What kind of daughter compares
her father to a dog, to an animal?
The kind who can’t look in his eyes
as she described a dog unable to loosen
its paw, but pad to floor, as he remembers
the first time he noticed his half-fist,
curled in concentration, stiff-armed behind him.
But we were the dogs, sister, brother, myself,
circling back every Sunday for dinner,
mouths empty and hungry to show
we were still in need, still the daughters
and son to a man who used to somersault
across the basement to peals of laughter, launch
to his feet at any sign of celebration or danger.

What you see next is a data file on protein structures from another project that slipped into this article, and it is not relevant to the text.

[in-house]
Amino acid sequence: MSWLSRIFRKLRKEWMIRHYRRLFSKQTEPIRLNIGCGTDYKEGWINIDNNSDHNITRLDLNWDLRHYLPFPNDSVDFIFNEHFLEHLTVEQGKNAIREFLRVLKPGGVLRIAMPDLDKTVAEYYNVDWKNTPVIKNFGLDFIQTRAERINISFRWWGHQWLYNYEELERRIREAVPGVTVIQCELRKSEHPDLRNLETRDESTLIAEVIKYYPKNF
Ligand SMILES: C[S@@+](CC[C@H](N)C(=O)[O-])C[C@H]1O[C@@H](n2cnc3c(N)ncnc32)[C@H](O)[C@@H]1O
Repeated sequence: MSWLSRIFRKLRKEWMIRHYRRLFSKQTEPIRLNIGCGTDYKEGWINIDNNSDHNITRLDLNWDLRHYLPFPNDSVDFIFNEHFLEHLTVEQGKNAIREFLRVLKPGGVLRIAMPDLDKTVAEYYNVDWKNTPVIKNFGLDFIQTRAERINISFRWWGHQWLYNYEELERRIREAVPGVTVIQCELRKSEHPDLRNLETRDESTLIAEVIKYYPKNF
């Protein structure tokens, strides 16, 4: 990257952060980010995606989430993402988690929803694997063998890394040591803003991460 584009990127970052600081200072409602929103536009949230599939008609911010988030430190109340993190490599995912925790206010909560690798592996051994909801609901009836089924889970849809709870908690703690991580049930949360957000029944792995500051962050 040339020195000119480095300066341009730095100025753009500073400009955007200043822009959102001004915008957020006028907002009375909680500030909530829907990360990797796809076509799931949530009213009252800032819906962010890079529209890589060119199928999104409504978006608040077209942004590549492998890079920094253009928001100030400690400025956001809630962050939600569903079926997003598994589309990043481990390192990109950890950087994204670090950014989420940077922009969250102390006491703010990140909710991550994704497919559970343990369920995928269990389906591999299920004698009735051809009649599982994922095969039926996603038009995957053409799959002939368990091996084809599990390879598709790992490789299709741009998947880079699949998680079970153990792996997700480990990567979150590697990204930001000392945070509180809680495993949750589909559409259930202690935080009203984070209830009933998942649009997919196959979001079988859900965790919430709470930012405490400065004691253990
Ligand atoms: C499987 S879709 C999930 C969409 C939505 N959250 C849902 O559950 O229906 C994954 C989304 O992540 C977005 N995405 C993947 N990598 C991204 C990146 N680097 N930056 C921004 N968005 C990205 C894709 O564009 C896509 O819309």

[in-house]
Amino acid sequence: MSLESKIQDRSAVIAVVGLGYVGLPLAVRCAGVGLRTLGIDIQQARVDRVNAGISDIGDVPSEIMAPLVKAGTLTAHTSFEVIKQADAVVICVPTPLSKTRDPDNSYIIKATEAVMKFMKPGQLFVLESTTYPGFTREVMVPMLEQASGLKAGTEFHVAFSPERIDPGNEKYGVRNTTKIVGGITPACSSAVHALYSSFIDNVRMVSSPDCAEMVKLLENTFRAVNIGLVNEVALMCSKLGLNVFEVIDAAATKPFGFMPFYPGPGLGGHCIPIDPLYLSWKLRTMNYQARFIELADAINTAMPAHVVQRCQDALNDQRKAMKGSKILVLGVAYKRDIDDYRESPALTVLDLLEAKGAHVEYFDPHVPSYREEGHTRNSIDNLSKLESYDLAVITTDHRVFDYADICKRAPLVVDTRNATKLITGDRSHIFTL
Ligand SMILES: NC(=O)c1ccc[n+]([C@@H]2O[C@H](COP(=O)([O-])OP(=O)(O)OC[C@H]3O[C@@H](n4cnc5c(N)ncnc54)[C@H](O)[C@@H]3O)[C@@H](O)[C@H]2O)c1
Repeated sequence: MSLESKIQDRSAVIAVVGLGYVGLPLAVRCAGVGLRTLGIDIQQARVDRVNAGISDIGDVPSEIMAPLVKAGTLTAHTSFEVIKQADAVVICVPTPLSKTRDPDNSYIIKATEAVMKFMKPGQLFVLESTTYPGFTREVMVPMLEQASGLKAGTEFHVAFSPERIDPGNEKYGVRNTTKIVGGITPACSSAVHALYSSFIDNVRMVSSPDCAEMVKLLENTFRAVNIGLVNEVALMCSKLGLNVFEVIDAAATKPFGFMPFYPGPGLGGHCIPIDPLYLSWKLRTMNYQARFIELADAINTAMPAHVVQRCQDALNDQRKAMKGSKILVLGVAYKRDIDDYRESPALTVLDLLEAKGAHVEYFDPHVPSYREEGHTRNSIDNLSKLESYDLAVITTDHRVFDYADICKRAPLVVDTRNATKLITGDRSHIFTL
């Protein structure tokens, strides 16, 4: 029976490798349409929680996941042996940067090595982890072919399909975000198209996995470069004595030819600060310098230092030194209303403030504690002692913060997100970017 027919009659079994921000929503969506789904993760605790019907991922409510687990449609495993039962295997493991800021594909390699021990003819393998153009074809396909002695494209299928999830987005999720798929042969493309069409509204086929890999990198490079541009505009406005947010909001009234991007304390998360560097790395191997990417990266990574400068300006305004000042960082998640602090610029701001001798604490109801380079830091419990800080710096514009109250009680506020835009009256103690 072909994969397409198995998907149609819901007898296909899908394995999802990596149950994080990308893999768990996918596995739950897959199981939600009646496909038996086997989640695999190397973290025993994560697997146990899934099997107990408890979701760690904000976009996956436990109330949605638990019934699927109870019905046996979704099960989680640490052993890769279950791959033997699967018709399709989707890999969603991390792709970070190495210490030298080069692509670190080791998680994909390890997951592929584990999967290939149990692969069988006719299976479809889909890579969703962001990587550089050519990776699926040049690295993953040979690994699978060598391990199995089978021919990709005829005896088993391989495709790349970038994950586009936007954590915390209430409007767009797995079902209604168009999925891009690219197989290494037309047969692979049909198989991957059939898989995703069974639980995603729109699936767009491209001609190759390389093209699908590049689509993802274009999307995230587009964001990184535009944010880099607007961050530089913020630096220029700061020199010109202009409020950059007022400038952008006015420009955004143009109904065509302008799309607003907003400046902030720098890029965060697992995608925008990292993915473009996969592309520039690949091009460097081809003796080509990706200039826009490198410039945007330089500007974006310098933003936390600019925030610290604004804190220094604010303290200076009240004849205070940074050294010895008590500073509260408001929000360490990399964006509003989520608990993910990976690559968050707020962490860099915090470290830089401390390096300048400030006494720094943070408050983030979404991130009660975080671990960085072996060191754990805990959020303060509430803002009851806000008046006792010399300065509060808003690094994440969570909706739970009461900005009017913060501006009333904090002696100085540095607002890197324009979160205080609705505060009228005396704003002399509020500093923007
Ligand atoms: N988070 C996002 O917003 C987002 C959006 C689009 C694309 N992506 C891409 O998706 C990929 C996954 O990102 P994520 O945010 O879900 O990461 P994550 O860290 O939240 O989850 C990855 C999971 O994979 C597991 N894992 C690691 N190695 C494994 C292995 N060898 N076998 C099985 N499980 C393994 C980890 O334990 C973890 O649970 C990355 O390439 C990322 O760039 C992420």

I took off my rings when I lifted
from under his armpits and like my mother,
always tugged at his pants,
pulling them up high enough
so the hem didn’t catch on his drop foot
as he ambled back to his chair,
tennis-balled walker a half step in front of him.
- Jennifer Jackson Berry
Jennifer Jackson Berry’s first full-length collection, The Feeder, was released by YesYes Books in December. Her poems have appeared or are forthcoming in journals such as Booth, Harpur Palate, Poet Lore and Whiskey Island, among others. She is the editor of Pittsburgh Poetry Review and an assistant editor for WomenArts Quarterly Journal. She is a member of the Madwomen in the Attic writing workshops and lives in the Braddock Hills neighborhood of Pittsburgh. Many writers featured in Chapter & Verse are guests of Prosody, produced by Jan Beatty. Prosody airs every Saturday morning on WESA 90.5 FM.